The Silent War at Home
- Tuesday, May 19, 2009
When Frank Vozenilek returned from the Viet Nam war in 1971, from the pulpit, his pastor called him a murderer (Vozenilek was a medic and never killed anyone). Vozenilek vowed he'd never set foot in a church again, a promise he kept for 15 years while dealing with the fallout from post-traumatic stress disorder (PTSD), including two failed marriages.
In 1970, after 14 months in Viet Nam, James Knudsen returned home as a decorated combat veteran. A Christian and regular churchgoer, he has suffered from PTSD ever since, resulting in long-term unemployment and severe depression. In 1999, his wife of 20 years left him.
Both Knudsen and Vozenilek now minister in the Cedar Rapids/Marion, Iowa, area, assisting churches to help veterans with PTSD.
"The church dropped the ball on us," says Vozenilek, who works with veterans through Point Man International Ministries (pointmanintl.org). "We cannot afford to drop the ball on this generation."
To be fair, PTSD wasn't fully recognized until 1984, well after Viet Nam. Today, it's a well-known condition in which reactions to a traumatic or life-threatening event continually recur or even intensify, even after the danger is past. The main symptoms include traumatic memories/nightmares, hypervigilance, aggression, emotional detachment, depression, and avoidance of crowds. It often leads to substance abuse, chronic unemployment, and homelessness. The suicide rate among those with PTSD is almost twice the national average, and two out of three of their marriages fail.
Though studies show that nearly one in five veterans from Iraq and Afghan-istan suffer from PTSD, experts say the numbers are likely much higher, since many deny having it either because they don't recognize it or they worry it could end their military careers. Reported wartime PTSD cases jumped roughly 50 percent in 2007. Yet only about 30 percent of those go to Veterans Affairs (VA) hospitals or centers for help.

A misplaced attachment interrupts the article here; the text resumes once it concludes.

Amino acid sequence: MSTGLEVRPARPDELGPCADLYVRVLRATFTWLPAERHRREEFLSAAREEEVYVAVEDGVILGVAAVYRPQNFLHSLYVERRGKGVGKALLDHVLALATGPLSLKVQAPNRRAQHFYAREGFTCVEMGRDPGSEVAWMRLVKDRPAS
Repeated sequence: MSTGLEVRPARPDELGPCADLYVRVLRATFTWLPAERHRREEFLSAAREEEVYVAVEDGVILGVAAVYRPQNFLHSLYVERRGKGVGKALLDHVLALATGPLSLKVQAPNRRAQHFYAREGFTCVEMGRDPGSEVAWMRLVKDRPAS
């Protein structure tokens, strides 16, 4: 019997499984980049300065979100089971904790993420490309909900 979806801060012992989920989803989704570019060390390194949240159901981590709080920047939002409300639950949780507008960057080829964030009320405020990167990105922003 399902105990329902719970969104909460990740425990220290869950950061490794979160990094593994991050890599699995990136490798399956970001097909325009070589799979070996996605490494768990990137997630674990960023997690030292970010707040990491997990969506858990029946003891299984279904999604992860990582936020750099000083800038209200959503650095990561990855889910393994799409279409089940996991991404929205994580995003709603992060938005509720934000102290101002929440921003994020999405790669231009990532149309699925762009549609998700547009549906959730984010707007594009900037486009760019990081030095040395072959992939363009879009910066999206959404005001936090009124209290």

In The Combat Trauma Healing Manual, used by Bridges of Healing, Campus Crusade's Military Ministry, Chris Adsit notes that a large percentage of troops serving in the current war are National Guard and Reservists, which means they don't stay attached to their bases for long. "We have wounded warriors scattered all over our country, infiltrating all of our society," Adsit says. "There is only one other entity that infiltrates all of our society, and that is the church. The government resources are already overwhelmed. If the church doesn't step up and offer aid, I really don't see much hope for these heroes."
After Andrea Westfall's 10-month deployment to Kuwait with the Oregon Army National Guard in 2002-03, she began showing symptoms of PTSD but didn't seek help, and was not diagnosed until she had been home a year. Looking for answers to her questions about God, Westfall turned to the leadership at Springfield Faith Center in Springfield, Oregon.
"I was told that if I began presenting issues related to 'war,' I would have to go to the VA," she says. "I was already going to the Vet Center for PTSD! What I needed was for someone to walk me through this new spiritual journey and not to be judged, condemned, or thrown pat answers."
Westfall tried several other churches before giving up. But when she was invited to be a guest at Times Square Church in New York for a PTSD training seminar, the sincere hearts of the senior pastors restored her hope that churches can show legitimate care to vets.
"PTSD is affecting every church in America," says Eric Garcia, co-founder of the Association of Marriage and Family Ministries. "The problem is, the church just doesn't know what to do. The key is educating the church and helping them understand how they can play this key role in people's lives."
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